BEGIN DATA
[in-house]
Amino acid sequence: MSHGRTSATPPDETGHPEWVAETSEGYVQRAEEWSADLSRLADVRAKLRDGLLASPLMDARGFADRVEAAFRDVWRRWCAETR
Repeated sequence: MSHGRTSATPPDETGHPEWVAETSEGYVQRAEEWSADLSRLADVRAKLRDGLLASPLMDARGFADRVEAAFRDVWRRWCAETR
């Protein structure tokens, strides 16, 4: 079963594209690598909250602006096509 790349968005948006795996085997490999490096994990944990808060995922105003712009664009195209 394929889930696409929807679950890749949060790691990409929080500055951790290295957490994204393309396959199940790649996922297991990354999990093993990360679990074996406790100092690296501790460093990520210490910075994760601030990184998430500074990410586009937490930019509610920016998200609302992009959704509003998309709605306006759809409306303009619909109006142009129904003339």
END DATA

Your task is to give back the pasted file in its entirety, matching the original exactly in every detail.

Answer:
[in-house]
Amino acid sequence: MSHGRTSATPPDETGHPEWVAETSEGYVQRAEEWSADLSRLADVRAKLRDGLLASPLMDARGFADRVEAAFRDVWRRWCAETR
Repeated sequence: MSHGRTSATPPDETGHPEWVAETSEGYVQRAEEWSADLSRLADVRAKLRDGLLASPLMDARGFADRVEAAFRDVWRRWCAETR
């Protein structure tokens, strides 16, 4: 079963594209690598909250602006096509 790349968005948006795996085997490999490096994990944990808060995922105003712009664009195209 394929889930696409929807679950890749949060790691990409929080500055951790290295957490994204393309396959199940790649996922297991990354999990093993990360679990074996406790100092690296501790460093990520210490910075994760601030990184998430500074990410586009937490930019509610920016998200609302992009959704509003998309709605306006759809409306303009619909109006142009129904003339």